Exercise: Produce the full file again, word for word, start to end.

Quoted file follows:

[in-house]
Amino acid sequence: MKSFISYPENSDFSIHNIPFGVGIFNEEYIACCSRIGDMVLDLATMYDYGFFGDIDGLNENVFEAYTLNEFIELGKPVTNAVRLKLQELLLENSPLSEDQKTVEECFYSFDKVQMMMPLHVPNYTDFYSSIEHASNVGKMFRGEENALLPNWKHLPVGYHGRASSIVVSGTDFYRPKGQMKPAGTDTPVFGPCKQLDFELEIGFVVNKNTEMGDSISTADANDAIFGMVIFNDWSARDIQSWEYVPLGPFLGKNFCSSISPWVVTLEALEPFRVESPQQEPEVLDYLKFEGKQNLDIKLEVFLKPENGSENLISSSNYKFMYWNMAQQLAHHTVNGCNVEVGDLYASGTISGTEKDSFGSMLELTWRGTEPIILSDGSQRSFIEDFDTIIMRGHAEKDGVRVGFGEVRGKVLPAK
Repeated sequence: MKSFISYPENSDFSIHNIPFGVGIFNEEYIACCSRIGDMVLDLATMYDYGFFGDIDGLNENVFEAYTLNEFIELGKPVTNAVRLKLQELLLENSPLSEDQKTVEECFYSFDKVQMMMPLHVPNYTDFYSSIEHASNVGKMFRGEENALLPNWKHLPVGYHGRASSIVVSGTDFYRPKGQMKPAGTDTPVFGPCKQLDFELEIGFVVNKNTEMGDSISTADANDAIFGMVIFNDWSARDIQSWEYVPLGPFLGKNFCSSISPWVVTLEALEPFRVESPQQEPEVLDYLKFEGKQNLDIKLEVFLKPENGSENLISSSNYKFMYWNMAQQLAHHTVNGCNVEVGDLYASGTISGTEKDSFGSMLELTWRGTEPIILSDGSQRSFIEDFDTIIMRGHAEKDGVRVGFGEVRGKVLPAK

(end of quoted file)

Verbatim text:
[in-house]
Amino acid sequence: MKSFISYPENSDFSIHNIPFGVGIFNEEYIACCSRIGDMVLDLATMYDYGFFGDIDGLNENVFEAYTLNEFIELGKPVTNAVRLKLQELLLENSPLSEDQKTVEECFYSFDKVQMMMPLHVPNYTDFYSSIEHASNVGKMFRGEENALLPNWKHLPVGYHGRASSIVVSGTDFYRPKGQMKPAGTDTPVFGPCKQLDFELEIGFVVNKNTEMGDSISTADANDAIFGMVIFNDWSARDIQSWEYVPLGPFLGKNFCSSISPWVVTLEALEPFRVESPQQEPEVLDYLKFEGKQNLDIKLEVFLKPENGSENLISSSNYKFMYWNMAQQLAHHTVNGCNVEVGDLYASGTISGTEKDSFGSMLELTWRGTEPIILSDGSQRSFIEDFDTIIMRGHAEKDGVRVGFGEVRGKVLPAK
Repeated sequence: MKSFISYPENSDFSIHNIPFGVGIFNEEYIACCSRIGDMVLDLATMYDYGFFGDIDGLNENVFEAYTLNEFIELGKPVTNAVRLKLQELLLENSPLSEDQKTVEECFYSFDKVQMMMPLHVPNYTDFYSSIEHASNVGKMFRGEENALLPNWKHLPVGYHGRASSIVVSGTDFYRPKGQMKPAGTDTPVFGPCKQLDFELEIGFVVNKNTEMGDSISTADANDAIFGMVIFNDWSARDIQSWEYVPLGPFLGKNFCSSISPWVVTLEALEPFRVESPQQEPEVLDYLKFEGKQNLDIKLEVFLKPENGSENLISSSNYKFMYWNMAQQLAHHTVNGCNVEVGDLYASGTISGTEKDSFGSMLELTWRGTEPIILSDGSQRSFIEDFDTIIMRGHAEKDGVRVGFGEVRGKVLPAK